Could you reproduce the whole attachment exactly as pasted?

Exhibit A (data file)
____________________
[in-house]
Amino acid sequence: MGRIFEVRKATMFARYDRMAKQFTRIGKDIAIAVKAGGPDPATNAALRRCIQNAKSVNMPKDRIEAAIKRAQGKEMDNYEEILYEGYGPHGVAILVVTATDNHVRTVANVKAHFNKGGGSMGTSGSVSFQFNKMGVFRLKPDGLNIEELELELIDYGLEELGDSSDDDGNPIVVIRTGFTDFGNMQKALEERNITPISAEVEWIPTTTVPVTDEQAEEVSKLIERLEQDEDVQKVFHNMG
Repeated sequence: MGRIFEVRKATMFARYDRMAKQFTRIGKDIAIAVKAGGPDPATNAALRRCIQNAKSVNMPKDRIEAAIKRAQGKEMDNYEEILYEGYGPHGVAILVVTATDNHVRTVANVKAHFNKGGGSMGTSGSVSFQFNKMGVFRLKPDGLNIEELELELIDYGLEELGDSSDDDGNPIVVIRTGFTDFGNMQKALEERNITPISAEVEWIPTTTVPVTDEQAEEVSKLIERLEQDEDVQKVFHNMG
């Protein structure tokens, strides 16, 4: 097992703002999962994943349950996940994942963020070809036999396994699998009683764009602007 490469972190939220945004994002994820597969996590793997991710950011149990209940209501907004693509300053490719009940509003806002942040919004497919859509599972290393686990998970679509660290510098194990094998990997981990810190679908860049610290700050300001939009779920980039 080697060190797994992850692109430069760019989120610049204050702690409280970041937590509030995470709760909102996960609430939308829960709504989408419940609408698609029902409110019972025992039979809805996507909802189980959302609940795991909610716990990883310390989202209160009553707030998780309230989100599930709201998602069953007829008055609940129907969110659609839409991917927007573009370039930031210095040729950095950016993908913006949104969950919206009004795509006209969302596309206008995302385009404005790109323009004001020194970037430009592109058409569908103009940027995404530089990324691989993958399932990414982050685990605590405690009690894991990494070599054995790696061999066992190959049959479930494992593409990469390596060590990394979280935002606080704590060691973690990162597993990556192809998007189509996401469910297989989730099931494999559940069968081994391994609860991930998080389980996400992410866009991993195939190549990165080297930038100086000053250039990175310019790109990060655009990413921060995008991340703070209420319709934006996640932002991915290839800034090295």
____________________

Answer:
[in-house]
Amino acid sequence: MGRIFEVRKATMFARYDRMAKQFTRIGKDIAIAVKAGGPDPATNAALRRCIQNAKSVNMPKDRIEAAIKRAQGKEMDNYEEILYEGYGPHGVAILVVTATDNHVRTVANVKAHFNKGGGSMGTSGSVSFQFNKMGVFRLKPDGLNIEELELELIDYGLEELGDSSDDDGNPIVVIRTGFTDFGNMQKALEERNITPISAEVEWIPTTTVPVTDEQAEEVSKLIERLEQDEDVQKVFHNMG
Repeated sequence: MGRIFEVRKATMFARYDRMAKQFTRIGKDIAIAVKAGGPDPATNAALRRCIQNAKSVNMPKDRIEAAIKRAQGKEMDNYEEILYEGYGPHGVAILVVTATDNHVRTVANVKAHFNKGGGSMGTSGSVSFQFNKMGVFRLKPDGLNIEELELELIDYGLEELGDSSDDDGNPIVVIRTGFTDFGNMQKALEERNITPISAEVEWIPTTTVPVTDEQAEEVSKLIERLEQDEDVQKVFHNMG
């Protein structure tokens, strides 16, 4: 097992703002999962994943349950996940994942963020070809036999396994699998009683764009602007 490469972190939220945004994002994820597969996590793997991710950011149990209940209501907004693509300053490719009940509003806002942040919004497919859509599972290393686990998970679509660290510098194990094998990997981990810190679908860049610290700050300001939009779920980039 080697060190797994992850692109430069760019989120610049204050702690409280970041937590509030995470709760909102996960609430939308829960709504989408419940609408698609029902409110019972025992039979809805996507909802189980959302609940795991909610716990990883310390989202209160009553707030998780309230989100599930709201998602069953007829008055609940129907969110659609839409991917927007573009370039930031210095040729950095950016993908913006949104969950919206009004795509006209969302596309206008995302385009404005790109323009004001020194970037430009592109058409569908103009940027995404530089990324691989993958399932990414982050685990605590405690009690894991990494070599054995790696061999066992190959049959479930494992593409990469390596060590990394979280935002606080704590060691973690990162597993990556192809998007189509996401469910297989989730099931494999559940069968081994391994609860991930998080389980996400992410866009991993195939190549990165080297930038100086000053250039990175310019790109990060655009990413921060995008991340703070209420319709934006996640932002991915290839800034090295």